intangible. Slowly, as if they had never left, I felt pieces of myself return. Pieces of home, pieces that ultimately make up who I am. Trinkets, tokens, strands, collections, streams, and threads. My foundations: built from tattered photo albums, patched jean jackets, wrinkled finger paintings, and songs I can’t help but sing along to. My memories, constructed and raised by stories shared over dying stove embers, by the smell of black coffee in the morning, and by the feel of brisk November air rushing through pajama bottoms. The bright morning sun continues to warm my back, but from a new direction. My footsteps continue to crunch, though from fallen leaves instead of dirt and gravel. I still complete morning walks in silence, though with a backpack and not a pile of clothes in hand. Wild cats no longer greet me, nor does the comforting warmth of my shimasani’s cast iron stove. But the language of my people and the songs I’ve heard morning after morning, for as long as I can remember, are all a couple keystrokes away; KNDN radio still reaches me. The emotion behind these memories, no matter how painful, fosters strength. I can feel it now—a new kind of warmth, reaching from the tips of my fingers to the ends of my toes. And reader, no matter where you’re from, I hope you can feel it too.
“I Can, I Will”
On Palehound and Representation in Songwriting BY ERIN WALDEN ILLUSTRATED BY ELLA HARRIS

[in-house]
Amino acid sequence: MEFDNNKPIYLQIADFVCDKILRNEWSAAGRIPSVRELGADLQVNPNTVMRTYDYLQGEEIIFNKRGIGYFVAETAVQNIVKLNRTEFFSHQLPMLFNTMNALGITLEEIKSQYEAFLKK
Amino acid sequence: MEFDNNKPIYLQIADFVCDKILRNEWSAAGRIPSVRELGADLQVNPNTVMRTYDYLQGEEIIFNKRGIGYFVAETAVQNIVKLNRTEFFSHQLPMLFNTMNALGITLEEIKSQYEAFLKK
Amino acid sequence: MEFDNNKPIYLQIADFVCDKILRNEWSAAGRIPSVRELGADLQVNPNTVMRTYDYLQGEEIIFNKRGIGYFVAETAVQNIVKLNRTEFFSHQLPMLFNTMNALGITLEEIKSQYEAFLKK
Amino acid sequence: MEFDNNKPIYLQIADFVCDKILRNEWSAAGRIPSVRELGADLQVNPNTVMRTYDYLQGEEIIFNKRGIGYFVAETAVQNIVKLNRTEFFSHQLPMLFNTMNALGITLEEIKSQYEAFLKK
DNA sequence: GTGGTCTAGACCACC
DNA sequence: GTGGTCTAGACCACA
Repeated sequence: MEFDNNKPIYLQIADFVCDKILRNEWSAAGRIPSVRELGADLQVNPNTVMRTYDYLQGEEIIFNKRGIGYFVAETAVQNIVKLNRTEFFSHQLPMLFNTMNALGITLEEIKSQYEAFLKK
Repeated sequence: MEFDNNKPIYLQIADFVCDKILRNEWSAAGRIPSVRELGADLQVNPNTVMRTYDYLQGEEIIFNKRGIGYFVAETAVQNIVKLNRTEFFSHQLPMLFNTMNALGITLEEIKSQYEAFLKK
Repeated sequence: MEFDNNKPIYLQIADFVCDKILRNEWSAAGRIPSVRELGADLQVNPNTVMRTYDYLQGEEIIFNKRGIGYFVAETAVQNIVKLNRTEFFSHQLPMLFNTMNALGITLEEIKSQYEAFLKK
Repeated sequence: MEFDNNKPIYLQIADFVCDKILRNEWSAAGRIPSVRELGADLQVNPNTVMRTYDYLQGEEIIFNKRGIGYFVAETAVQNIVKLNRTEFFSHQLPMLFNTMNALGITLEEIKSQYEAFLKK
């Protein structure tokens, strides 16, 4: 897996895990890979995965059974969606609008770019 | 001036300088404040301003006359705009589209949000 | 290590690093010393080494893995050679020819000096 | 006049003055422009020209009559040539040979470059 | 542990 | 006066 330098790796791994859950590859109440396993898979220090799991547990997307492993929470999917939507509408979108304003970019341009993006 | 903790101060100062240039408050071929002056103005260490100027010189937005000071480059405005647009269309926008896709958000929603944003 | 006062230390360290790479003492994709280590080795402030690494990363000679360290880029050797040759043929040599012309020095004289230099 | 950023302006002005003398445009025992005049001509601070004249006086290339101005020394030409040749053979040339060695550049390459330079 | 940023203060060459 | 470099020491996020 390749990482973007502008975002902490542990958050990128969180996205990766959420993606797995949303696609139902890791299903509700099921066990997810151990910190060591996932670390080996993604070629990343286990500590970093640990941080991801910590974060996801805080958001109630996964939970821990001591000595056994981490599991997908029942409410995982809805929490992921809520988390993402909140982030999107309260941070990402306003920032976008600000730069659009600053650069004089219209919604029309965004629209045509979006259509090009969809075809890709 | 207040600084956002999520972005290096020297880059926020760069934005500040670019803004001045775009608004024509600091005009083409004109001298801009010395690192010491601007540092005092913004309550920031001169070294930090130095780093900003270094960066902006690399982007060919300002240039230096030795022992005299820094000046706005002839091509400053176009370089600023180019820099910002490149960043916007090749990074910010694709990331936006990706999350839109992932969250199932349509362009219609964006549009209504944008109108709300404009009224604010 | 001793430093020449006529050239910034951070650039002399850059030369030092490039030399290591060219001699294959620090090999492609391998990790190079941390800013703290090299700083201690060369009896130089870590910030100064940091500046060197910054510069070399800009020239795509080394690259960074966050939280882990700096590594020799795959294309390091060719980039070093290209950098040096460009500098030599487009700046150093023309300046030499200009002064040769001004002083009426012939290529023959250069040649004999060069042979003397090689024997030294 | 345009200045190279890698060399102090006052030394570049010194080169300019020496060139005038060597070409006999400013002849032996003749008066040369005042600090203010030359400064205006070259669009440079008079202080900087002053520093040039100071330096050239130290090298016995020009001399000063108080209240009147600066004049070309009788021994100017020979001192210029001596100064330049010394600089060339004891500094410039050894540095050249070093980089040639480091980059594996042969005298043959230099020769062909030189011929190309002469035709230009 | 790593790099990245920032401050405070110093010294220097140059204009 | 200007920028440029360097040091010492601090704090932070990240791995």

It’s been a little over four months since Palehound released their third album, Black Friday. First launched in 2013, the project began as a solo outlet for vocalist and guitarist Ellen Kempner and now includes Jesse Weiss on drums and Larz Brogan on bass. When I first listened to Palehound a few years ago, I was taken aback. Kempner’s lyrics felt so close, so diary-like, that listening to them was almost unnerving—like an invasion of privacy. Black Friday continues Kempner’s knack for open and honest songwriting, allowing her listeners to follow her on any and every journey she chooses to embark upon. Against lush soundscapes and gentle guitars, Black Friday weaves together personal anecdotes about body image, sexual assault, and queer relationships while also discussing loneliness, bad tattoos, and public transportation. The result is an album that is personal and moving without feeling like it was written to check off certain boxes to appear relevant and appeal to a commercial audience. In “Aaron,” the second song on the album, Kempner sings about her transgender partner and his transition